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Aug. 11, 2011

Stopping human trafficking requires state action, activist actress tells lawmakers

Oscar-winner Mira Sorvino makes a plea for states to take steps to offer "safe harbor" to sex workers and other trafficking victims.

SAN ANTONIO—States must become actively involved to end human trafficking, Mira Sorvino told attendees at one NCSL Summit session on Thursday.

“If we change state legislation to be as strong as it can possibly be, all of you will be saving lives, literally,” said Sorvino, an Oscar-winning actress and United National Goodwill Ambassador.

There are federal laws and international agreements, but manpower issues mean the most effective enforcement must happen at the state level and in local communities—and state laws must change to deal with the rising threat, she said.

Only six states offer sex workers and other trafficking victims a “safe harbor.” The rest treat prostitutes as criminals themselves, lessening the likelihood that they will report abuse.

Sorvino cited several changes in state laws to help end the practice, including the need for longer, harsher sentences for anyone involved in trafficking. Property forfeiture similar to that required in drug crimes also would help remove the incentive for the trade, as would allowing victims to sue for civil damages with increased penalties.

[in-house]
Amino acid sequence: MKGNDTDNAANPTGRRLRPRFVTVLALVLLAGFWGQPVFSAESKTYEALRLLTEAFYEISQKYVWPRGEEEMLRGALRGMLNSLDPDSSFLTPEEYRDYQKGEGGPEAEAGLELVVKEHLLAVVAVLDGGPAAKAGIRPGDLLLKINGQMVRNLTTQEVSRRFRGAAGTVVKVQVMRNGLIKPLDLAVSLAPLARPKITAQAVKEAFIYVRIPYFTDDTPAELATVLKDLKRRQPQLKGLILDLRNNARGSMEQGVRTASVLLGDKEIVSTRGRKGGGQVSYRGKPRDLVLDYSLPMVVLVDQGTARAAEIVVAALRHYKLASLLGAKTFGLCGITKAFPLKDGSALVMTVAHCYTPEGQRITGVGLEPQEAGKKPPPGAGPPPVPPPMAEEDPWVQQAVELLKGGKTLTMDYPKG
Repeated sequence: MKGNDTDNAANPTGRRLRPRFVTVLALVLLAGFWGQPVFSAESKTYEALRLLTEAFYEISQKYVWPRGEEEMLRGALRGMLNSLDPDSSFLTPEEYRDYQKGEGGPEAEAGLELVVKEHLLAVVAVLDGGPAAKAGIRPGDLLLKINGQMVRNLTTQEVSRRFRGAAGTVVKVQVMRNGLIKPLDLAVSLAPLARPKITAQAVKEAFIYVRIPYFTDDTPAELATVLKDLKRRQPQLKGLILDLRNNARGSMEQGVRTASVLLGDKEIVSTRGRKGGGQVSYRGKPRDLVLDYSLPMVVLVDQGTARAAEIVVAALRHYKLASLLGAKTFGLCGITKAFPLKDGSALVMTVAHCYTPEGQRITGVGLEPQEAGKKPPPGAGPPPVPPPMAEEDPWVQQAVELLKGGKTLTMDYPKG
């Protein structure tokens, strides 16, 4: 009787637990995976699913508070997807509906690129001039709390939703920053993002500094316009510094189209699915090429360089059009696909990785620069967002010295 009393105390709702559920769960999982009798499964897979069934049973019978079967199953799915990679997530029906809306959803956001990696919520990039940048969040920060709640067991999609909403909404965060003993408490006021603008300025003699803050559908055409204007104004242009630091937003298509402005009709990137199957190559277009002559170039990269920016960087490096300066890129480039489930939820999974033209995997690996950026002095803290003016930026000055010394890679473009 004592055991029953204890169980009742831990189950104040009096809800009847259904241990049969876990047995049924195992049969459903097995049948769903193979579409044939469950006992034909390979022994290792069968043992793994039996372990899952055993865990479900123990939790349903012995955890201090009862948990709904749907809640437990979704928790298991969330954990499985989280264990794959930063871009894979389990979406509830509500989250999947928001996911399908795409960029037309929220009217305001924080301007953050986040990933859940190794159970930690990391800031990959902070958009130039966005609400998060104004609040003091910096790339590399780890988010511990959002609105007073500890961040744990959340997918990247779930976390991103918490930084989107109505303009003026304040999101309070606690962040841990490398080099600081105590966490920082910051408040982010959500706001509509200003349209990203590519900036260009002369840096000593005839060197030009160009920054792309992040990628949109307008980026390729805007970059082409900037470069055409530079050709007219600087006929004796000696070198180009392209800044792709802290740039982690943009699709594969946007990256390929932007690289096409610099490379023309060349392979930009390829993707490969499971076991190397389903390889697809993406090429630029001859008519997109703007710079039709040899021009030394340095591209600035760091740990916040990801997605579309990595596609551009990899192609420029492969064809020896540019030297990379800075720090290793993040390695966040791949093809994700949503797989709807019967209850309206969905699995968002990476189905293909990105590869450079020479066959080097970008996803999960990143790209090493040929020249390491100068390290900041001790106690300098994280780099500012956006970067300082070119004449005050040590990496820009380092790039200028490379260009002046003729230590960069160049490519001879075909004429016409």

She also called for improved training for law enforcement, prosecutors, health care workers and other who come into contact with trafficking victims. Funding could come from dedicated fees for adult businesses or fines on sex offenders and traffickers. That money should also be used for victim relief and counseling, she said.

Human trafficking is not only sex-related, but also a way for sweatshops to obtain cheap or free labor. In addition, many Americans see human trafficking as an issue only for developing nations or as an issue that only affects immigrants to the United States. “Contrary to popular misconception, in the U.S. we have at least as large if not a larger population of our own citizens, our own domestic children and teenagers, as we have foreign nationals as far as trafficking victims,” she said. The Internet also has made it easier for abusers to network, communicate, and do business.

Human trafficking has grown into a $32 billion industry, larger than arms dealing and second only to the drug trade in terms of illegal activities. In fact, many drug cartels are expanding into slavery because of the lower risks, the more lenient punishments, and the ability to sell the same person’s services repeatedly.


NCSL is a bipartisan organization that serves the legislators and staffs of the states, commonwealths and territories. It provides research, technical assistance and opportunities for policymakers to exchange ideas on the most pressing state issues and is an effective and respected advocate for the interests of the states in the American federal system.